College Sports Recruiting: Year-by-Year Admission Tips

If you have a student athlete with aspirations to compete in college, the sooner you start the admissions and recruitment process, the better.


Here are steps to take each year.


Plan your four years of coursework  to ensure that you satisfy the NCAA Eligibility Center requirements.  To help you keep track, check to see if your school is licensed to use If not, you can subscribe yourself.

Research and join club, travel, or AAU clubs.

Check the rosters of a few colleges online to see the size and speed of the players and the kinds of honors they got in high school. This will give you an idea of where you might fit.

Get good grades. A bad freshman year will be really difficult to overcome and may come back to haunt you.


Get an accurate assessment of your skill level. Even if you’re not playing varsity yet, your high school or club team coach can give you an idea about what level you should target and what specific skill areas you need to work on.

Research college athletic programs online. There are 1700 colleges between the NCAA, NAIA, and NJCAA (junior colleges). Use the college search programs available on the Internet to start narrowing down to a list of 30-50 that you want to research further.

Keep up your grades. There are lots of talented athletes that don’t have the grades to gain admissions into the more selective colleges. Good grades will give you access to sports programs that more talented athletes might not have the grades for.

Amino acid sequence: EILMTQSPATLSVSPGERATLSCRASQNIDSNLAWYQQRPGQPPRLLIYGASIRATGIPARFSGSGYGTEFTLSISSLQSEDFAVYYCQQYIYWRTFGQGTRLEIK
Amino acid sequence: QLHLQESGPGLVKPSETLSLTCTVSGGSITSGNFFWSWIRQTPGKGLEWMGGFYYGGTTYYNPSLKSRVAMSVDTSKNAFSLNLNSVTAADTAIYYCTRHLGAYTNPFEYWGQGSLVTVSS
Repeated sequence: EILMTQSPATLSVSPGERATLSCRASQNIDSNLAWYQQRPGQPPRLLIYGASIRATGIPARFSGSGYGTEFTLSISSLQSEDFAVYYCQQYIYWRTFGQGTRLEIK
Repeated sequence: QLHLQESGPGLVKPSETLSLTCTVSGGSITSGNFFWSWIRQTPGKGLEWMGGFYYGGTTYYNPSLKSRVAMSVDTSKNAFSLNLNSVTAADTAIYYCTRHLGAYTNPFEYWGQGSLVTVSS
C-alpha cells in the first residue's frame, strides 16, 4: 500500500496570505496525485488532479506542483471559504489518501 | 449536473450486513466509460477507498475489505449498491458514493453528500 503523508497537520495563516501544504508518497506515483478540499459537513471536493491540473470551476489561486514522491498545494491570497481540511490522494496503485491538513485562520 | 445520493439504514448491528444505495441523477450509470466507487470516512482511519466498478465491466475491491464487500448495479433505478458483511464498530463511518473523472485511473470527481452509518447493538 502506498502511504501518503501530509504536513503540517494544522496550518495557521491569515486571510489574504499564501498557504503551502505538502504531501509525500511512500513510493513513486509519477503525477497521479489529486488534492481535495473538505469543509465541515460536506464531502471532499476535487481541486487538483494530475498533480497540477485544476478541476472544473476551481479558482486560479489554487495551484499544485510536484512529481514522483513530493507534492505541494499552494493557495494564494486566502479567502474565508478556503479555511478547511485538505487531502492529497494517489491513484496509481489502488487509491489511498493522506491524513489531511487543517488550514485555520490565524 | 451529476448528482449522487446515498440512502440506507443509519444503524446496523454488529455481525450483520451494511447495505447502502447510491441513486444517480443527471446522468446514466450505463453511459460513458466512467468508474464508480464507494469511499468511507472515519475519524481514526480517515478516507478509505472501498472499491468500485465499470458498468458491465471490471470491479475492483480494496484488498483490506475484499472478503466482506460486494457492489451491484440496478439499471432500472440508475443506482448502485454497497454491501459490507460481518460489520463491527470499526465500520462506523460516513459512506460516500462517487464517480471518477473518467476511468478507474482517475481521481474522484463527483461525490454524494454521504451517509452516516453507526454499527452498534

Take the ACT or SAT in the fall or winter of junior year. Get remedial help if you need it, and take it again at the end of the year or in the summer. (Need more info on college admissions terms? Check out “20 Must-Know College Admissions Terms.”

Continue researching and assembling your college list. Aim for 30-50 schools.

Pull together your stats, resume, and video, and get them posted for free on a recruiting website such as

Initiate contact with coaches at the 30-50 schools on your list.  Send an email to let them know about you and why you’re interested in their program. Direct them to wherever you posted your info and video.

Fill out the online questionnaire at every school on your list. This will get you in their database.

Visit a few schools over spring break if possible. Pick large and small, suburban and urban.


Get your applications in as soon as possible.

Make both official (invited and paid for) and unofficial (on your own) visits to the schools you’re most serious about in the fall.

Explore the financial aid options at each school, especially if there’s minimal or no athletic scholarship involved. There are many other sources of aid available to you.

And finally, make the big decision. Congrats!

About the author: As a marketing research professional for 24 years, Laurie Richter, PhD., has tackled all kinds of assignments. But it was as a parent that she faced her most challenging research project to date:  figuring out the complex and mysterious world of athletic recruiting so that her son Dylan could choose the right school and continue playing basketball. While Dylan attends classes and shoots hoops at Washington University in St. Louis, Laurie, husband Jim, and son Brady live in a suburb of Chicago. Richter’s books include: “Put Me In Coach: A Parent’s Guide to Winning the Game of College Recruiting,” and “The Recruiting Companion for College Sports.”

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